Meanwhile in the sides of China and Southeast Asia, most PC gamers, along with the already niche playerbase of XBOX and Nintendo, tend to side with mobile gamers due to free-to-play and low-cost Digital Distribution games being widely accessible, internet cafes available for renting, and less restrictive online requirements (generally free online play for PC and mobile phone games) compared to consoles, which require mandatory online subscriptions with higher premiums in relative to average person's income. Console (especially Playstation) gamers are often mocked in these regions as elitists who tie themselves to specific subscription ecosystems, or stuck-up bullies with annoying Holier Than Thou attitudesnote considering many would express statements such as 'not supporting mobile means preserving and saving the video game industry from those evil companies that wanted to ruin the fun in video games and replace them profit-based soulless games' like (mostly Western, polarizing) political propaganda or making points against piracy, among other reasons. Microtransactions aside, PC gamers who berate the mobile gamers and vice versa on other hand are more of Vocal Minority in these regions, with most who despise mobile gamers as PC gamers didn't start up rivalry. (most Asian PC gamers generally are less harsh towards mobile gaming compared to Western PC gamers).
Matchmaking systems vs. server browsers: Those who prefer matchmaking do so believing it's easier to find multiplayer games using it, while those who prefer server browsers do so under the belief that they can accompany more playstyles, especially ones involving custom maps or Game Mods.
8-bit Mega Man platformers vs. more-than-8-bit Mega Man platformers. Some people feel the series declined after the NES era, with Mega Man 8 in particular receiving criticism for its increased focus on new gameplay elements the core games never had. With Mega Man 9 and 10 not only becoming 8-bit again, but also axing some of the moves Mega Man gained since Mega Man 2, a steady alternate backlash arose from people who thought the series needed to be more progressive. Mega Man 11 being 2˝D and not reverting to MM2-based gameplay was praised by most of the fandom, but only served to disappoint those who cherished the Retraux feel of 9 and 10.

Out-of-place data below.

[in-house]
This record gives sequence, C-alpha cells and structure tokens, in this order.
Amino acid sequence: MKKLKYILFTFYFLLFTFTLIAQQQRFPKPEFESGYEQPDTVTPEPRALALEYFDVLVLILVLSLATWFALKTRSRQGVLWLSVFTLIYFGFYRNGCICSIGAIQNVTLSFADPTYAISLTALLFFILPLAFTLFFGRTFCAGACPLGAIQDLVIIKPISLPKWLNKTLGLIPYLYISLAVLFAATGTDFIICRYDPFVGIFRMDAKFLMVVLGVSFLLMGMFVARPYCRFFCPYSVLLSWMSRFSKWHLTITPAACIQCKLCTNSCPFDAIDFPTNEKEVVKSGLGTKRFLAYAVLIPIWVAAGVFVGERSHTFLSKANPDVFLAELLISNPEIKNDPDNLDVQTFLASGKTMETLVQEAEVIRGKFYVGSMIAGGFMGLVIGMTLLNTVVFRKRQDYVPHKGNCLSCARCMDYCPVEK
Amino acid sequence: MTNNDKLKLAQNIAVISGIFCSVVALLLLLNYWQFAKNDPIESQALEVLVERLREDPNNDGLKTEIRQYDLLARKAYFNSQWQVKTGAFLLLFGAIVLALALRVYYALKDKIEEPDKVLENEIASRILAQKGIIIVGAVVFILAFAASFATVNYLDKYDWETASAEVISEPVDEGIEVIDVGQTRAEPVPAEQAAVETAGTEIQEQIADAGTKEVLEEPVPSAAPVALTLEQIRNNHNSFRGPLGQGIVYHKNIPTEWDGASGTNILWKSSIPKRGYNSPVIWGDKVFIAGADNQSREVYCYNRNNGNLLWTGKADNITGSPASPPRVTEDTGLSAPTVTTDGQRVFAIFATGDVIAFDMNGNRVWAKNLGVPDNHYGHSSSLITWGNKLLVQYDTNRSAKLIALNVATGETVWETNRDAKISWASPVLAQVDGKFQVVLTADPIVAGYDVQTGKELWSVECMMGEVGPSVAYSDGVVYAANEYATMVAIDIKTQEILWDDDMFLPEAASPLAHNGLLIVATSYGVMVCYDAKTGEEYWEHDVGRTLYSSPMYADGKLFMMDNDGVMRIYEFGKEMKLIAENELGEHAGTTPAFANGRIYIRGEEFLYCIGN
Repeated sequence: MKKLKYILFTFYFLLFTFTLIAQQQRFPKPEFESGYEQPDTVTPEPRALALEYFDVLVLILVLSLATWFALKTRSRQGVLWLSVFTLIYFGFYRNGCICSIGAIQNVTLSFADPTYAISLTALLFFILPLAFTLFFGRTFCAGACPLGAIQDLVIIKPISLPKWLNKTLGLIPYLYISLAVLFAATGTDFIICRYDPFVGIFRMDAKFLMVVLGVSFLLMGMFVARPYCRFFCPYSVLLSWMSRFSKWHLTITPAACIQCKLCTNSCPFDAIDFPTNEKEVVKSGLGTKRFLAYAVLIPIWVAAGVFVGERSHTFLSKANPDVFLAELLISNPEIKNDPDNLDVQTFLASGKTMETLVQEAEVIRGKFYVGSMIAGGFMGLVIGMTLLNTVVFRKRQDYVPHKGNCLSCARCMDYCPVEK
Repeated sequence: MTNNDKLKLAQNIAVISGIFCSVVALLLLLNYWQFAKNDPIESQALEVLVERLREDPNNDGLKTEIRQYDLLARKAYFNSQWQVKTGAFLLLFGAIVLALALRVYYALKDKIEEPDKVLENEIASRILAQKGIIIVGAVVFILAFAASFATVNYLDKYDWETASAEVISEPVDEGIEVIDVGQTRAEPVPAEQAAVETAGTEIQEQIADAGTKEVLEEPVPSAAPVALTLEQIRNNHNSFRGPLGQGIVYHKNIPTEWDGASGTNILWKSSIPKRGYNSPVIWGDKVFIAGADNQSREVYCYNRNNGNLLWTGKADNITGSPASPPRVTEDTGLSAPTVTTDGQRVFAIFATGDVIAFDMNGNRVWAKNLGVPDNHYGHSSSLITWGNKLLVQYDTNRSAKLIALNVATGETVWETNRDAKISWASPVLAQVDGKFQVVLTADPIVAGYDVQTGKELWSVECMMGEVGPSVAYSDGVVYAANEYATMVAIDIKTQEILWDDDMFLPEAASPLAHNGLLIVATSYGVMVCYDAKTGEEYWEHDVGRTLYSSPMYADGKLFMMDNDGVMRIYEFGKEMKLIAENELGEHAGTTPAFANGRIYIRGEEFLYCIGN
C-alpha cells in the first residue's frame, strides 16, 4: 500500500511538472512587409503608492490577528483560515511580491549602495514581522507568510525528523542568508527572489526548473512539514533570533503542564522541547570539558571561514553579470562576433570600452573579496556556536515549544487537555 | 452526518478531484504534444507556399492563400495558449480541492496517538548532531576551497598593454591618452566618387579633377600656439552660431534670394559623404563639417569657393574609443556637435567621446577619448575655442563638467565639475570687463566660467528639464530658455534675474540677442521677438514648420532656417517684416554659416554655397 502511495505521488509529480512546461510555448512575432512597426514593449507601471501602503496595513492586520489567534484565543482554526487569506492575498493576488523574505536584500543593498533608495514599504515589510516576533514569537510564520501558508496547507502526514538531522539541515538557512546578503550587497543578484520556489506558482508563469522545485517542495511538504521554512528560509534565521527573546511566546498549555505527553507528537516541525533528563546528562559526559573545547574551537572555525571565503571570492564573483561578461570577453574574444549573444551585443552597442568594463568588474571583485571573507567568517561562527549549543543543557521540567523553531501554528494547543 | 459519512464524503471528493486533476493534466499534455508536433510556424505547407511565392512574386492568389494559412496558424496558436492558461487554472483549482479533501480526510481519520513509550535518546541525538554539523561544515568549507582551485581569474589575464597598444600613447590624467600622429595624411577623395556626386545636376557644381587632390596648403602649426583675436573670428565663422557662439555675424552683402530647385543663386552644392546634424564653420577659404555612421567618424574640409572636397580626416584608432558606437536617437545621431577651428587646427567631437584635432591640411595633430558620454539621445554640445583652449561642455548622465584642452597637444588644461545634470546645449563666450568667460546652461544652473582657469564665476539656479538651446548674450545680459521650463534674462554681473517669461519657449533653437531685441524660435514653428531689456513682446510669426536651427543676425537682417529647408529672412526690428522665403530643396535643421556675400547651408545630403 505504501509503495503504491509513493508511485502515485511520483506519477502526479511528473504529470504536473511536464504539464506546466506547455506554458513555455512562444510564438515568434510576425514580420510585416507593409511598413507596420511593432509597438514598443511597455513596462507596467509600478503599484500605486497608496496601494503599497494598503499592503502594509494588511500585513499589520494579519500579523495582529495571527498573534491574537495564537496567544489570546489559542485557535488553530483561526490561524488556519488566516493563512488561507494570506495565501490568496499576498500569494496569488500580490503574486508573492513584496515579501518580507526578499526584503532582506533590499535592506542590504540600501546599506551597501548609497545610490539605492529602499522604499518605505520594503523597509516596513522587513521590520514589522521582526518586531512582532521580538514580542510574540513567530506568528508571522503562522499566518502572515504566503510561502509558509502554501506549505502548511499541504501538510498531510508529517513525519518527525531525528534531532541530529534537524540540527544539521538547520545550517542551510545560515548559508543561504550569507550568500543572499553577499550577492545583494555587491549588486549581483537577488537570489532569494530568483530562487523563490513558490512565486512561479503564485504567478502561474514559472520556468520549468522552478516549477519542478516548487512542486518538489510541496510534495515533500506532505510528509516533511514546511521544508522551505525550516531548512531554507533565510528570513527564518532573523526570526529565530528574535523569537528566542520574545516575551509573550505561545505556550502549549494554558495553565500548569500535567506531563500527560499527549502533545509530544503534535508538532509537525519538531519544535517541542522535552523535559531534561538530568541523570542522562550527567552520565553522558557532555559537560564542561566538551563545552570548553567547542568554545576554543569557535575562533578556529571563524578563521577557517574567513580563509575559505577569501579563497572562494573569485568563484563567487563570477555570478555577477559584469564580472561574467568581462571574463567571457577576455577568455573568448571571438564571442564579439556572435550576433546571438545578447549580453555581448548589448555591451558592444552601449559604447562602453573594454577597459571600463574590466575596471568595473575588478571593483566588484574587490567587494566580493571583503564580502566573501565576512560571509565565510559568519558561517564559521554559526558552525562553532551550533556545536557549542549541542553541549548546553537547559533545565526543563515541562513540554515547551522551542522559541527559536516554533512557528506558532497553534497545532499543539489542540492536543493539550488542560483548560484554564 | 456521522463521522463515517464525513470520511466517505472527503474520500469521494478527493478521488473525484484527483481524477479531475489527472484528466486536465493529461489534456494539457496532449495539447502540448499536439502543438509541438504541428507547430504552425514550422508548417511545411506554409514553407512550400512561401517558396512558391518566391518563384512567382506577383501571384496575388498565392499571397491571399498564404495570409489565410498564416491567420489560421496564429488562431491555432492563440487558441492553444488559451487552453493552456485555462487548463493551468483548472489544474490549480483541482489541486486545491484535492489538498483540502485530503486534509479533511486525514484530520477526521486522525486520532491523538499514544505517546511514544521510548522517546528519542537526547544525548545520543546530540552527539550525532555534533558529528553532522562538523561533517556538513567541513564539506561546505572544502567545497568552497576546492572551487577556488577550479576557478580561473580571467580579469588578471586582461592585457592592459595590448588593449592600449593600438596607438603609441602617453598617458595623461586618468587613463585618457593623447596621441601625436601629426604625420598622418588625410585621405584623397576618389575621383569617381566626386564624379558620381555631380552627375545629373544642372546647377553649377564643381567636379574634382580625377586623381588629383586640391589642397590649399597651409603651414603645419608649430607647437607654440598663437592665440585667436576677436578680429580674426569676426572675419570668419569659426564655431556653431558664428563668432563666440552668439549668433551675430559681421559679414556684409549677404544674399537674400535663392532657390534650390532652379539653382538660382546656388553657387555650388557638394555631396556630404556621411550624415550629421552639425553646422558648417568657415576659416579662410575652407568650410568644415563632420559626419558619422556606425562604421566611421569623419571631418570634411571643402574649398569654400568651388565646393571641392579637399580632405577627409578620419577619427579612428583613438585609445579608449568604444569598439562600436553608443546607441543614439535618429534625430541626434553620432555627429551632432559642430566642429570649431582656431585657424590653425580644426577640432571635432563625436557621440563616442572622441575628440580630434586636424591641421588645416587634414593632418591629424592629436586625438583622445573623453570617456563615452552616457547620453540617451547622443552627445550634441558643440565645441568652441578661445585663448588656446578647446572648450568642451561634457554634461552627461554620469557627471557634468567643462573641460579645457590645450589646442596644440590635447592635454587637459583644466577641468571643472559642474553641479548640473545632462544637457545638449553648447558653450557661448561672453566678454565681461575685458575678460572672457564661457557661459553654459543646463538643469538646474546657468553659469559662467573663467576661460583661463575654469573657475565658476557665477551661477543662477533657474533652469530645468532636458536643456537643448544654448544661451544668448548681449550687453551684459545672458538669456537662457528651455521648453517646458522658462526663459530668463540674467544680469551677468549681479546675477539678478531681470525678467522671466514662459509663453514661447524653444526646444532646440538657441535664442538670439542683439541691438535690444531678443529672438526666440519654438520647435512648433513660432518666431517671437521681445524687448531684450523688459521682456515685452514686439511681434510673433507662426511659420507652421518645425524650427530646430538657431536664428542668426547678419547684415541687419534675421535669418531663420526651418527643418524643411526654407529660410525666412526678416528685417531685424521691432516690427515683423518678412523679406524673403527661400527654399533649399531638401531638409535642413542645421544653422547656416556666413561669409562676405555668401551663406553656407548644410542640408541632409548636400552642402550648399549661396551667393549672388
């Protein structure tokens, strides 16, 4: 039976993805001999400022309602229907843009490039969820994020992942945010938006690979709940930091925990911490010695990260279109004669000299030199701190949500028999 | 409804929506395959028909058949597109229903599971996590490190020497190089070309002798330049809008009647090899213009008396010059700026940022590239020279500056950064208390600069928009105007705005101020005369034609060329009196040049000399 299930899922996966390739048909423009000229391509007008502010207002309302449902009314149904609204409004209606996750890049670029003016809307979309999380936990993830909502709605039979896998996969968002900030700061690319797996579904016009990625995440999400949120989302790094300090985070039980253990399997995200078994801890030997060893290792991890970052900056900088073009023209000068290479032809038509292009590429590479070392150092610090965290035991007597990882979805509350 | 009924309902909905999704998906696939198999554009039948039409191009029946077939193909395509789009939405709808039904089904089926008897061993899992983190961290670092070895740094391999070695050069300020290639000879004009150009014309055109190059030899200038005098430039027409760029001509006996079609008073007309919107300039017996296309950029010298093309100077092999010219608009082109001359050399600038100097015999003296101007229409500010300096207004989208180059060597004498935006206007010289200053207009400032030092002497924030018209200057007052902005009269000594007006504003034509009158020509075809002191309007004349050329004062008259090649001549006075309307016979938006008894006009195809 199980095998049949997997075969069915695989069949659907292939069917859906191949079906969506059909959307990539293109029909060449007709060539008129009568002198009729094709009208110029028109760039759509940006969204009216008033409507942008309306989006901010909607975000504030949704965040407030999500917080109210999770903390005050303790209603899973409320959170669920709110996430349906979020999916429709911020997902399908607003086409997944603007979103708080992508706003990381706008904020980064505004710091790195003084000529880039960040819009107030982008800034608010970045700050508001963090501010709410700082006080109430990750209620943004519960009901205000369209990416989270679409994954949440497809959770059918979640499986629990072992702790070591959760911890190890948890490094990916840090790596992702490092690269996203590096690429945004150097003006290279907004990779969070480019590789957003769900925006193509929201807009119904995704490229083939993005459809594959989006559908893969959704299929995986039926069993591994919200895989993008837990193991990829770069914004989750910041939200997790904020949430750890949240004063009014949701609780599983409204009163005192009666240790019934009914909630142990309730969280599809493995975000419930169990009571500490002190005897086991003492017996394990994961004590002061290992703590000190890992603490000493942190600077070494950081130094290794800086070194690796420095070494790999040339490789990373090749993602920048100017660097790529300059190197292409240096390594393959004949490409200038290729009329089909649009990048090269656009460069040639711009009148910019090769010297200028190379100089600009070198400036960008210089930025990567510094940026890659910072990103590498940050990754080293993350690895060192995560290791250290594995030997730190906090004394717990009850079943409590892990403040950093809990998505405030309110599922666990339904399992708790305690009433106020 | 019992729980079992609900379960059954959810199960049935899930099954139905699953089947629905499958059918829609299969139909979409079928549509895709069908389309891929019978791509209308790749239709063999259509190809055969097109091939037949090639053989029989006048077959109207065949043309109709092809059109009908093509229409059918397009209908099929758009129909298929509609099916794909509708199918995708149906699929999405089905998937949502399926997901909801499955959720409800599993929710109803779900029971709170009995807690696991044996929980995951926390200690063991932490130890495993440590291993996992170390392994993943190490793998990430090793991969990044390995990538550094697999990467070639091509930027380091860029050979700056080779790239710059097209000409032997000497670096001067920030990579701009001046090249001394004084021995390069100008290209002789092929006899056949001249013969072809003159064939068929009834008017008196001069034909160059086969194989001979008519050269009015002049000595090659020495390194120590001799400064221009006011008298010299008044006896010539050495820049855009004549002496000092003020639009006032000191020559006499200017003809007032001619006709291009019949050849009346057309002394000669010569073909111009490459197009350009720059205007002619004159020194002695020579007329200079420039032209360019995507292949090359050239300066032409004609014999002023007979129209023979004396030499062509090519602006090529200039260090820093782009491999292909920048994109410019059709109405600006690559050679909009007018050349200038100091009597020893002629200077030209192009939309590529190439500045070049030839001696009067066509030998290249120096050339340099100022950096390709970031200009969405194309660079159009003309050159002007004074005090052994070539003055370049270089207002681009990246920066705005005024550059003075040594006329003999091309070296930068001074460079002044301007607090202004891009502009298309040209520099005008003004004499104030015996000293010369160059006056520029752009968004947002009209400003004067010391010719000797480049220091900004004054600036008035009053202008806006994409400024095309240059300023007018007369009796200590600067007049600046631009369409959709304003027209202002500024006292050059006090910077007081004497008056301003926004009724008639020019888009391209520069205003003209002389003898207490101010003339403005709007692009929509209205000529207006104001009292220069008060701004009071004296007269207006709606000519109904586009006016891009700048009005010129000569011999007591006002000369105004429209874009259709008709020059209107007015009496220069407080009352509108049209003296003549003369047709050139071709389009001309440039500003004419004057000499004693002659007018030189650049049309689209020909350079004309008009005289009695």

Speaking of Mega Man 2, there's an in-series rivalry between Mega Man 2 and Mega Man 3 fans. There's been a massive Broken Base over which game is superior, and it's not uncommon for flame wars to break out. Mega Man V, while seen as another strong contender among the Classic series entries, tends to fly under the radar in most debates due to being far less known than its NES counterparts (being part of the Rockman World series for the Game Boy and all).
For all of the complaints about Mega Man Unlimited, the resurrection of the slide while not resurrecting the Charge Shot weren't among them. Contrast the Broken Base over 9 and 10 having the slide (and Charge Shot) be delegated to Proto Man and the complaints about Street Fighter X Mega Man being too dependent on the Charge Shot.